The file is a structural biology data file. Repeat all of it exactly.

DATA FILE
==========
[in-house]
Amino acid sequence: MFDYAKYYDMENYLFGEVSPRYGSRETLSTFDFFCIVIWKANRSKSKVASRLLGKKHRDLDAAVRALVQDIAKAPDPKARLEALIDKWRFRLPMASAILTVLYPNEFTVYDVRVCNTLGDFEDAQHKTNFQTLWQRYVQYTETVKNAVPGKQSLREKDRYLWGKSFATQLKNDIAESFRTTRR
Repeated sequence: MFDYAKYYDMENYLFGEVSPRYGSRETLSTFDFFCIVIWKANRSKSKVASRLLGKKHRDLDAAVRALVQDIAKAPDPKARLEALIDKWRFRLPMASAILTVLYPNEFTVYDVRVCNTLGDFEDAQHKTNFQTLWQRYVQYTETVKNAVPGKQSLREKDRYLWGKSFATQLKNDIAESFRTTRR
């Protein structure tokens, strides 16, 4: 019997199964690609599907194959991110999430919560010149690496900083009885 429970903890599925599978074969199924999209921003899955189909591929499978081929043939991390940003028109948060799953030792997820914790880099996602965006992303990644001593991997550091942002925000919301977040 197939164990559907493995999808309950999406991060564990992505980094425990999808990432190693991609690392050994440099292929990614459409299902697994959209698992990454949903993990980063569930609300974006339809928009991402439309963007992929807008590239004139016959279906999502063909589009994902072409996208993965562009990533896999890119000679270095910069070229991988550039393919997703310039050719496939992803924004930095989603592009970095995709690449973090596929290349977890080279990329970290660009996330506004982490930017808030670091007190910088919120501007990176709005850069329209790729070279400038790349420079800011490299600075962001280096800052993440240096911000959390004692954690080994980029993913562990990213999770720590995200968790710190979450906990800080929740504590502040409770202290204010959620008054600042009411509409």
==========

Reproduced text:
[in-house]
Amino acid sequence: MFDYAKYYDMENYLFGEVSPRYGSRETLSTFDFFCIVIWKANRSKSKVASRLLGKKHRDLDAAVRALVQDIAKAPDPKARLEALIDKWRFRLPMASAILTVLYPNEFTVYDVRVCNTLGDFEDAQHKTNFQTLWQRYVQYTETVKNAVPGKQSLREKDRYLWGKSFATQLKNDIAESFRTTRR
Repeated sequence: MFDYAKYYDMENYLFGEVSPRYGSRETLSTFDFFCIVIWKANRSKSKVASRLLGKKHRDLDAAVRALVQDIAKAPDPKARLEALIDKWRFRLPMASAILTVLYPNEFTVYDVRVCNTLGDFEDAQHKTNFQTLWQRYVQYTETVKNAVPGKQSLREKDRYLWGKSFATQLKNDIAESFRTTRR
């Protein structure tokens, strides 16, 4: 019997199964690609599907194959991110999430919560010149690496900083009885 429970903890599925599978074969199924999209921003899955189909591929499978081929043939991390940003028109948060799953030792997820914790880099996602965006992303990644001593991997550091942002925000919301977040 197939164990559907493995999808309950999406991060564990992505980094425990999808990432190693991609690392050994440099292929990614459409299902697994959209698992990454949903993990980063569930609300974006339809928009991402439309963007992929807008590239004139016959279906999502063909589009994902072409996208993965562009990533896999890119000679270095910069070229991988550039393919997703310039050719496939992803924004930095989603592009970095995709690449973090596929290349977890080279990329970290660009996330506004982490930017808030670091007190910088919120501007990176709005850069329209790729070279400038790349420079800011490299600075962001280096800052993440240096911000959390004692954690080994980029993913562990990213999770720590995200968790710190979450906990800080929740504590502040409770202290204010959620008054600042009411509409």